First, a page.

There is a growing awareness and prioritization of mental health in society today. However, seeking treatment for mental health issues is still accompanied by a stigma. Shockingly, more than half of those with mental health illnesses do not receive the help they need, according to the American Psychiatric Association.
For mothers experiencing postpartum depression, “mommy rage,” or postpartum anxiety, seeking treatment can feel overwhelming. It’s important to note that up to 1 in 7 women will experience postpartum depression, and about half of these women may have shown symptoms during pregnancy, according to the American Psychology Association.
My Decision to Seek Help
During my pregnancy, I noticed symptoms that I now recognize as signs of my current condition. There were three factors that inspired me to seek treatment: my son’s pediatrician sharing her experience with postpartum depression, my desire to provide a healthy environment for my child, and reading actress Jenifer Lewis’ memoir, The Mother of Black Hollywood.
In her memoir, Lewis opens up about her struggles with mental and emotional health before being diagnosed with manic depression. She emphasizes the importance of medication and encourages others to seek help if needed. Even though Lewis herself is not a mother, her honesty about her mental illness inspired me during my own struggles and made me consider the possibility of medication.
The Importance of Seeking Help
Moms often experience a range of emotions and thoughts, but a common feeling we grapple with is “mom guilt.” We constantly question if we’re making the right decisions and worry if we’re being selfish by needing a break. As a first-time mom, I remember having these thoughts during my pregnancy. After giving birth, they became more frequent, and I even blamed myself for any misfortunes that happened to my child.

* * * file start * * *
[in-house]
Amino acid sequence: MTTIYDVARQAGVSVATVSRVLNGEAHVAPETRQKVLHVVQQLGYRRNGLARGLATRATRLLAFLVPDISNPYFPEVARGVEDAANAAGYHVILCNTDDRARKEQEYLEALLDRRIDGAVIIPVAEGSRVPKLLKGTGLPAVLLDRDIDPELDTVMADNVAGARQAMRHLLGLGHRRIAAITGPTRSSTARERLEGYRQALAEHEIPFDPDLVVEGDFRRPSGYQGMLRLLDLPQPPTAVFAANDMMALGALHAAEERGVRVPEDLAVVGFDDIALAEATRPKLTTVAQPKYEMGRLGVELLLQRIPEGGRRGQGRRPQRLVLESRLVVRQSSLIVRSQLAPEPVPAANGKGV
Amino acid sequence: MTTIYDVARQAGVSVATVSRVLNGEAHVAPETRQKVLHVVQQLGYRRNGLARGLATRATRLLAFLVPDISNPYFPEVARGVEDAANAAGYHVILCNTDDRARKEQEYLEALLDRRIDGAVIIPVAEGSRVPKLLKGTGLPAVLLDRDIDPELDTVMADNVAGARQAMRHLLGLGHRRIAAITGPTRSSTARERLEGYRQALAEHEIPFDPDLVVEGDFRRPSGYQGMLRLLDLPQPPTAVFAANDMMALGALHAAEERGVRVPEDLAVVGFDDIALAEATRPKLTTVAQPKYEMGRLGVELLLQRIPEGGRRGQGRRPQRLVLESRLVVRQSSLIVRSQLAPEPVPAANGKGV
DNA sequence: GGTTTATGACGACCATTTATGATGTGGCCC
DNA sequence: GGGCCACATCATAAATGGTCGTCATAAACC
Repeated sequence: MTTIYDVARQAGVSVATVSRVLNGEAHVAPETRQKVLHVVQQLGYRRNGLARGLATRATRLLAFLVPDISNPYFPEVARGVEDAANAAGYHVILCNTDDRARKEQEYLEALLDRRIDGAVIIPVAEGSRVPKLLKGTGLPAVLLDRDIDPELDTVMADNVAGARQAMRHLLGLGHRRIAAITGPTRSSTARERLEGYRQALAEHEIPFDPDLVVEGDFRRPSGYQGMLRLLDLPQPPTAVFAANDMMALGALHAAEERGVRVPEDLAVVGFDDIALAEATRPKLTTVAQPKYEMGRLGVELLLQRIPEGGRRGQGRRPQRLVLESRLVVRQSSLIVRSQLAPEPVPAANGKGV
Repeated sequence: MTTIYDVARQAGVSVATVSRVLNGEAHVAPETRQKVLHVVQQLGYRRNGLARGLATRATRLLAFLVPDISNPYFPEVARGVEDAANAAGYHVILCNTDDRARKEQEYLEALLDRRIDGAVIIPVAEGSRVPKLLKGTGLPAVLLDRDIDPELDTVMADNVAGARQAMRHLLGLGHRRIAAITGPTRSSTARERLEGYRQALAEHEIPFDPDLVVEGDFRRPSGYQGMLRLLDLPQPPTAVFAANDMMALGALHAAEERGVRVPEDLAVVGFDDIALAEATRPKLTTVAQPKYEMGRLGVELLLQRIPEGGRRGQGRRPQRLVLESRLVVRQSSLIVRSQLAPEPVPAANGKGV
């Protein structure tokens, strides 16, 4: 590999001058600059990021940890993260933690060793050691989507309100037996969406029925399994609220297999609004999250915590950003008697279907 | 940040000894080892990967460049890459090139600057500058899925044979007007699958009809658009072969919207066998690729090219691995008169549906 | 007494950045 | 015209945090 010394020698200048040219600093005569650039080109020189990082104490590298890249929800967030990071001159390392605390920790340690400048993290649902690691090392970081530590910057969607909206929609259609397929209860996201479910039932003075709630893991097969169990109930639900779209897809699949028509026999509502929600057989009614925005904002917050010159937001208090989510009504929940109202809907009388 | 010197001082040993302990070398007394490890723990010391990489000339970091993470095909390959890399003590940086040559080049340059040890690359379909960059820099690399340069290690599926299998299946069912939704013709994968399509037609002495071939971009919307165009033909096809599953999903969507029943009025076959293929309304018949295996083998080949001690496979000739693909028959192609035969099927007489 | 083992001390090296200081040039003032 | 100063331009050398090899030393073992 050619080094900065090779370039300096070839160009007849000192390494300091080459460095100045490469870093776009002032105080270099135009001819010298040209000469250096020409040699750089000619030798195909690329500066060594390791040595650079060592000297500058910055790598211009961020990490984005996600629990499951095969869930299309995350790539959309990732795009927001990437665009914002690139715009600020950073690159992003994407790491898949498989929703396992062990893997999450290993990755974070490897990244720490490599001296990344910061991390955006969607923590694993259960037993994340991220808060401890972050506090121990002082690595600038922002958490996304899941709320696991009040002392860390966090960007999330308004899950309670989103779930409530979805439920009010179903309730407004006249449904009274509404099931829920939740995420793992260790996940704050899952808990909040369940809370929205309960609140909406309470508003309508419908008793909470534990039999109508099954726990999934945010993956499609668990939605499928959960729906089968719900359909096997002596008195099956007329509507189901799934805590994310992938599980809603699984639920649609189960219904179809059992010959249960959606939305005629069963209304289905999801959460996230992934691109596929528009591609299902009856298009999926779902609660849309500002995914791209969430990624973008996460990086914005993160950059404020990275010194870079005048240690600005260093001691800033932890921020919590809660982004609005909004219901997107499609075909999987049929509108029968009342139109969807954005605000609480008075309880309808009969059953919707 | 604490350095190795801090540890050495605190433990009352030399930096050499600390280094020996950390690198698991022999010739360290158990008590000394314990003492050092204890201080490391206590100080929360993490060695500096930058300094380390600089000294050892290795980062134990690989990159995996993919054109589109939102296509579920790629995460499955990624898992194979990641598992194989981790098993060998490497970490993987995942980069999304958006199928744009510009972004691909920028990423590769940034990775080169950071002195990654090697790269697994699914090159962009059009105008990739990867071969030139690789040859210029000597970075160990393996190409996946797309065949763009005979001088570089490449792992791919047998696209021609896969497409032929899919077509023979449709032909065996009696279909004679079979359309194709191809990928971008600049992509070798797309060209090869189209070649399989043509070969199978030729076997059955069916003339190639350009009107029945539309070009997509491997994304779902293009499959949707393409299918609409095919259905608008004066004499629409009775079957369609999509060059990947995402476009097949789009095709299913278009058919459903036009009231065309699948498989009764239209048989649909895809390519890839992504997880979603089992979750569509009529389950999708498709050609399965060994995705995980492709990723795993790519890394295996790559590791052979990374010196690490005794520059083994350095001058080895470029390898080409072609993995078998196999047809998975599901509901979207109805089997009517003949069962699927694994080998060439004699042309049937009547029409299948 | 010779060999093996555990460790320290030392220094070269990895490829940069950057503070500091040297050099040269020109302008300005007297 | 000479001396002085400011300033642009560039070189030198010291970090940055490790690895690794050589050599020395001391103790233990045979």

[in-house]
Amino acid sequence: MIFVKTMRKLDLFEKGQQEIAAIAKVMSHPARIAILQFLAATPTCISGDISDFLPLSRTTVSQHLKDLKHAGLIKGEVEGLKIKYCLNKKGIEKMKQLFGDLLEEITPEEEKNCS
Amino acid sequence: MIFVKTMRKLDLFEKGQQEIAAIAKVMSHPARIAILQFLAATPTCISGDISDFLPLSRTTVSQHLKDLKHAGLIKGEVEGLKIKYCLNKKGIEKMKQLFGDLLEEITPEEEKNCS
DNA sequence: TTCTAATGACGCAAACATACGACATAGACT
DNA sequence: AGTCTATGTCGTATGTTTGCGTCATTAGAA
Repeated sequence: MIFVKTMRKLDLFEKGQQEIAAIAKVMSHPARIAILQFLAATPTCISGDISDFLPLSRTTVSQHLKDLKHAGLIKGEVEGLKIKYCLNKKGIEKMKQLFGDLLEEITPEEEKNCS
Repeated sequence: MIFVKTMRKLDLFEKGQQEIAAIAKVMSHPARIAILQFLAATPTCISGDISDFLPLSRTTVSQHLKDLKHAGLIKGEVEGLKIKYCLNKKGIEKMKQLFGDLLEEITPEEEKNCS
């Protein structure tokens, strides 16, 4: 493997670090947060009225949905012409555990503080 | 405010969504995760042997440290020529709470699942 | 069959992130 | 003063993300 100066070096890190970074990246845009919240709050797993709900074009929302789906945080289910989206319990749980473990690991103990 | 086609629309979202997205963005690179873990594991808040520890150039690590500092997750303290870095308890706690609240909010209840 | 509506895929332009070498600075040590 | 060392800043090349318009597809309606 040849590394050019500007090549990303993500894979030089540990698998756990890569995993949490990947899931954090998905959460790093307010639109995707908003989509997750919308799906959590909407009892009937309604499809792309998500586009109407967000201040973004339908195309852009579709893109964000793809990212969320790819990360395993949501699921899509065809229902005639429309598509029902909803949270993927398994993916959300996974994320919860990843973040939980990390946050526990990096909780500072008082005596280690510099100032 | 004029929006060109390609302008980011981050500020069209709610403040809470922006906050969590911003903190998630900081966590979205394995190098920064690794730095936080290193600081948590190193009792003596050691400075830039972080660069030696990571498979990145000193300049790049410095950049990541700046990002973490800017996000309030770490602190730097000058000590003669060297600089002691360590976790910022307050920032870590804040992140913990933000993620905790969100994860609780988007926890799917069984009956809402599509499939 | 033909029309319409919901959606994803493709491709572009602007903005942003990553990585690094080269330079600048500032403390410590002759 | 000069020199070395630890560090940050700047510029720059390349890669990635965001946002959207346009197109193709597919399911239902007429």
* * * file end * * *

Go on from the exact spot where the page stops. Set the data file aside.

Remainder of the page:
Amidst my struggle with depression, I decided to seek treatment, which includes taking medication (Zoloft) and going to therapy. I’ve learned that taking medication doesn’t make me a “bad” mom; instead, it shows that I am prioritizing my mental and emotional well-being. In fact, it sets an example for my child that it’s okay to ask for help when needed.
Taking medication has significantly reduced my excessive mom guilt and helped me stay calmer in stressful situations. For the first time in a year, I feel balanced and grateful that I chose to seek help.
By taking care of ourselves, moms contribute to normalizing conversations about our struggles, particularly concerning mental well-being. It’s essential to remember that mental illnesses do not define whether we are “good” or “bad” mothers. We cannot pour everything into others and neglect our own needs, as it only adds to stress, frustration, and burnout. If you’re struggling with your mental health, remember that you are not alone, and there are resources available to help you cope.
Various Forms of Help
Resources for seeking help can come in the form of therapy, medication, support groups, or guidance from pediatricians or primary care doctors. In addition to prescribing Zoloft, my doctor’s office suggested I utilize Therapy For Black Girls to find a therapist specializing in postpartum depression and relationship changes. Here are a few more sites that offer affordable therapy options:
- Open Path Collective
The first step towards recovery is acknowledging your struggles and being honest with yourself. If you’re genuinely struggling, don’t hesitate to reach out for help. There are people out there, especially those dedicated to helping mothers, who are committed to finding a balance that works for you. Sometimes, that balance involves taking medication, and there’s absolutely nothing wrong with that. Although moms may face challenges, our love for our children can provide motivation to take care of ourselves too.